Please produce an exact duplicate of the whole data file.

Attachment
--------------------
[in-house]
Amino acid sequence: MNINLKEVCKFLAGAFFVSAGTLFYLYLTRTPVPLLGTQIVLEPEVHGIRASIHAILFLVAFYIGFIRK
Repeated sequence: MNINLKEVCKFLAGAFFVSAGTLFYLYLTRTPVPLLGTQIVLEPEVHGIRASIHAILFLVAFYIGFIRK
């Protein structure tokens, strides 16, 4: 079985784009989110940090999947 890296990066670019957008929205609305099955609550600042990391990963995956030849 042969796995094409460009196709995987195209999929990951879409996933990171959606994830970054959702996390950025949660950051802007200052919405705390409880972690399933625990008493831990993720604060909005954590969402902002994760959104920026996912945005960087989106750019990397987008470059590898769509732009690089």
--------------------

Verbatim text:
[in-house]
Amino acid sequence: MNINLKEVCKFLAGAFFVSAGTLFYLYLTRTPVPLLGTQIVLEPEVHGIRASIHAILFLVAFYIGFIRK
Repeated sequence: MNINLKEVCKFLAGAFFVSAGTLFYLYLTRTPVPLLGTQIVLEPEVHGIRASIHAILFLVAFYIGFIRK
């Protein structure tokens, strides 16, 4: 079985784009989110940090999947 890296990066670019957008929205609305099955609550600042990391990963995956030849 042969796995094409460009196709995987195209999929990951879409996933990171959606994830970054959702996390950025949660950051802007200052919405705390409880972690399933625990008493831990993720604060909005954590969402902002994760959104920026996912945005960087989106750019990397987008470059590898769509732009690089």